The question is whether there is a direct negative impact in actively engaging in obsolescence. I would like to ask the question not in terms of the technical aspects of making art, in this case film, but in terms of the storyís setting. Can period films be the strongest type of film? †Is it fair to say that whatever amount of effort is spent to recreate an earlier time (i.e. period pieces) is effort which could have been invested in other elements of the story. Some consider Barry Lyndon an intellectually and visually stimulating work, but one which leave them feeling quite cold in response. But this is just one example, and there are many period films which are universally affecting. Renoir, Tavernier among others have made some very moving period films.
Both Renoirís Grand Illusion and Tavernierís Sunday in the Country are simplified and stylized in order to be able to reasonably recreate the period in question. One could not just walk out on the street and shoot a crowd of people, but one had to shoot a series of actors. Renoir more in the studio. Tavernier more on location, but still the scenes contain limited characters and action. Thus, wonderful as they are, neither Renoir not Tavernierís films come off as real and effortless. They both must overcome their own constructs.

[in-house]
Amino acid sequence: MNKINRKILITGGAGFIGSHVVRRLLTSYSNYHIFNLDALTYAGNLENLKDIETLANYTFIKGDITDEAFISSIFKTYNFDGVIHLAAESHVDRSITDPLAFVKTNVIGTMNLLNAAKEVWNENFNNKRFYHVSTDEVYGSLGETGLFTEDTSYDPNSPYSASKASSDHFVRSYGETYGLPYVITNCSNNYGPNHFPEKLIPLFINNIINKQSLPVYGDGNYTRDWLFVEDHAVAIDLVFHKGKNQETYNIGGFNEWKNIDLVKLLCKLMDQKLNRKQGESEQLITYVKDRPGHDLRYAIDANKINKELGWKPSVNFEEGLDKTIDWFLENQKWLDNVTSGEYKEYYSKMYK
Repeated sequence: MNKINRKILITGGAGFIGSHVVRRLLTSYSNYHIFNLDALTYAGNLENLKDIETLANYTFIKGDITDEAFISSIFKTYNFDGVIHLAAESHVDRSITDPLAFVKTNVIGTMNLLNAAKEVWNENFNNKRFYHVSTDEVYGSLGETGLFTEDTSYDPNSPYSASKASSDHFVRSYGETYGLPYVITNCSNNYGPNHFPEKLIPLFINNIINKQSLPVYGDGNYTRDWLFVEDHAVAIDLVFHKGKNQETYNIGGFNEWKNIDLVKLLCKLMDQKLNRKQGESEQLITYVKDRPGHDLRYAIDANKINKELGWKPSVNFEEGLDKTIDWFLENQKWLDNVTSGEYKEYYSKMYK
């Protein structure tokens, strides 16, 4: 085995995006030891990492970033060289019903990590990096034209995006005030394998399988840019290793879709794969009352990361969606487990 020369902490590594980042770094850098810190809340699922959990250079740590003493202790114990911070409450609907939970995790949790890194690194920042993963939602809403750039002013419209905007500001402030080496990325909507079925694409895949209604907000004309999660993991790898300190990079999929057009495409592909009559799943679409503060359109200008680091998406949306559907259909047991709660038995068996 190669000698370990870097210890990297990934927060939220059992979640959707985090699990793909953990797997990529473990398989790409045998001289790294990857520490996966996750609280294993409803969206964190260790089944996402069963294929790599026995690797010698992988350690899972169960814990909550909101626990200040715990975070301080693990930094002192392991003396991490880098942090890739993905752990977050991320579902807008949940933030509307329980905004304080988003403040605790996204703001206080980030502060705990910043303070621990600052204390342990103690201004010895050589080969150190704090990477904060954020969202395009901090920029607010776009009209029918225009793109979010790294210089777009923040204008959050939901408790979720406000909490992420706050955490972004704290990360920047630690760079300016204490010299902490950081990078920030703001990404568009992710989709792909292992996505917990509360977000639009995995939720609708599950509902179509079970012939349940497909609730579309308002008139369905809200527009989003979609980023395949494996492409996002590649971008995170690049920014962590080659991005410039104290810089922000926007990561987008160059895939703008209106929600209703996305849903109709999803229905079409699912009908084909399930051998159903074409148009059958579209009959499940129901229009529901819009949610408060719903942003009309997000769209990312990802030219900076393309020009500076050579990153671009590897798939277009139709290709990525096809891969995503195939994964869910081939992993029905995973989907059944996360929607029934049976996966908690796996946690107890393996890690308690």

On the other end of the spectrum would be someone like Cassavetes, whose films are highly affecting to anyone who takes them on. It almost seems like Cassavetes just points the camera and shoots a bit of reality, which just happens to be scripted. Some Fassbinder films are also this way.
But what if Renoir or Tavernier could have directed a Cassavetes film or vice versa? Like the television show wife swap. In the case of Tavernier, his most affecting film for me, in fact, is his first, The Clockmaker, which I believe was shot quite simply in its contemporary setting, with less stylization than his later films.
Of course, in practice, one should allow Renoir to make films in whatever period or setting he wishes, if that is his wish. Even if he could theoretically make a more affecting and believable film by looking forward and not backward, so what? His works are still a conduit for his deep reservoir of humanity, and thus they are art. But I still wonder.